• Editorial

Person-centered nursing home care in the United States, United Kingdom, and Sweden: Why building cross-comparative capacity may help us radically rethink nursing home care and the role of the RN

Citation

Corazzini, K., Meyer, J., McGilton, K., Scales, K., McConnell, E., Anderson, R., ... Ekman, I. (2016). Person-centered nursing home care in the United States, United Kingdom, and Sweden: Why building cross-comparative capacity may help us radically rethink nursing home care and the role of the RN. Nordic Journal of Nursing Research, 36(2), 59-61. DOI: 10.1177/2057158516649145

Abstract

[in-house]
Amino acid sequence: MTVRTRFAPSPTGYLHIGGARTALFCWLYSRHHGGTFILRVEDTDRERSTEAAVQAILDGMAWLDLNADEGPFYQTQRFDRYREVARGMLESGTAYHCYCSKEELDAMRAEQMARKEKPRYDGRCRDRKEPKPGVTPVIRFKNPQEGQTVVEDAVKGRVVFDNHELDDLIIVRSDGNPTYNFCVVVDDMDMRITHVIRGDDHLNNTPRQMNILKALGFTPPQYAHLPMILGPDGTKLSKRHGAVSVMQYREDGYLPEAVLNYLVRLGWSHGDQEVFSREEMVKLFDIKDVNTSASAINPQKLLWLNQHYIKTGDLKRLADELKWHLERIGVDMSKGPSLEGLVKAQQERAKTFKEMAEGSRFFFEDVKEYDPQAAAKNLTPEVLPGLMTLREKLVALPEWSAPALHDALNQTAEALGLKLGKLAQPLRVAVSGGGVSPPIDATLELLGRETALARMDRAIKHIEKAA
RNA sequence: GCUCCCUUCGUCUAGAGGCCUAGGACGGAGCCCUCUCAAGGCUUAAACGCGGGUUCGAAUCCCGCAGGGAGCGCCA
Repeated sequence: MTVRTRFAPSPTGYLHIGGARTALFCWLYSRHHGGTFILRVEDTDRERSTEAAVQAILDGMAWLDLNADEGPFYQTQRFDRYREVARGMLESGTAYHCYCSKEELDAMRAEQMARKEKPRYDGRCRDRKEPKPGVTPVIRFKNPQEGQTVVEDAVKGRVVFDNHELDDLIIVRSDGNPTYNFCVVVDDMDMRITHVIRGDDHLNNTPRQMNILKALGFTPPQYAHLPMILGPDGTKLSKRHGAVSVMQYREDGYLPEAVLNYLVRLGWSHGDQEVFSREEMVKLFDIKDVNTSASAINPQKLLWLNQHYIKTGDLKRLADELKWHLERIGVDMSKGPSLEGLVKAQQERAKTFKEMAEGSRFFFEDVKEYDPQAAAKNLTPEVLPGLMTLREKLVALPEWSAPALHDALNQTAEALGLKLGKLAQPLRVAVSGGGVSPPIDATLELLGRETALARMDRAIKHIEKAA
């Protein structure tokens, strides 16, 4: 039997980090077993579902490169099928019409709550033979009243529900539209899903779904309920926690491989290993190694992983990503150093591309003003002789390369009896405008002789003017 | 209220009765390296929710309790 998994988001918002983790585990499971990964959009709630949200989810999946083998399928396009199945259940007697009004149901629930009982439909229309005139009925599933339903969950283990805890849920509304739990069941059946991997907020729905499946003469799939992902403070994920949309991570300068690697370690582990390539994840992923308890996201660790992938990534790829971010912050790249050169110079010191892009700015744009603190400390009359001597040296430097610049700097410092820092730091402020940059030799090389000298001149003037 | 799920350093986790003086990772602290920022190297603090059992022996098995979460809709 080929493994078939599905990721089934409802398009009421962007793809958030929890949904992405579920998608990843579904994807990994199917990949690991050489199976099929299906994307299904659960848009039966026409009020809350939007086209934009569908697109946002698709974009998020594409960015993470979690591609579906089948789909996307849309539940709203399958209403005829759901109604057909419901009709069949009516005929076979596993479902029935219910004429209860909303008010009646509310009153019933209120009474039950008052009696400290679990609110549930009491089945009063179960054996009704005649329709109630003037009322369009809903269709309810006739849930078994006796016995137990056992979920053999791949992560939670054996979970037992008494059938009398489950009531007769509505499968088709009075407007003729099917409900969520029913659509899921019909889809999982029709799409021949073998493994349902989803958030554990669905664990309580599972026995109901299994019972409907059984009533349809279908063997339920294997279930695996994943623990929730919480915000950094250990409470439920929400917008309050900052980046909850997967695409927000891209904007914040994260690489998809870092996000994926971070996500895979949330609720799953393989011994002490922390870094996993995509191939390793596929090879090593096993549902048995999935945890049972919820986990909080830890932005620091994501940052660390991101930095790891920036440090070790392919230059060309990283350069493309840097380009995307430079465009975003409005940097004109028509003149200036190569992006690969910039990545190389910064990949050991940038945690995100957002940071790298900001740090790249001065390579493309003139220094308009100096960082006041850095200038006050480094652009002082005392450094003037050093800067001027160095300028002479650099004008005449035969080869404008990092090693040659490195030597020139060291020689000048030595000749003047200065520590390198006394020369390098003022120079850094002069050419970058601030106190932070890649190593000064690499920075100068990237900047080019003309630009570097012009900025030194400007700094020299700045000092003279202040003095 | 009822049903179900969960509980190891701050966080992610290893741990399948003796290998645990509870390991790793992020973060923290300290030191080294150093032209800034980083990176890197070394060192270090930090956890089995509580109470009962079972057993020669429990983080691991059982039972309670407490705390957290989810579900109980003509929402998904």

We face a global crisis of care regarding our current and projected capacity to provide dignified, high-quality long-term care to frail elders and their families.1 Healthcare systems in both the United States (US) and across member countries of the European Union (EU) are striving to improve the quality of long-term care by improving the availability and preparation of the professional nursing and assistive personnel workforce,2–5 translating evidence-based geriatric care into practice,6 and aligning care with person-centered care values,7–9 whereby the older adult and his or her family members are full partners in care, determining what and how care is provided. Person-centered care in nursing homes aims to shift the focus of how we make decisions about care to consider the person as a whole, rather than as a set of functional limitations, and to place his or her values and preferences first.8 Advancing person-centered care has been identified as a care priority for long-term care health systems in the majority of developed countries, including the US and member countries of the EU.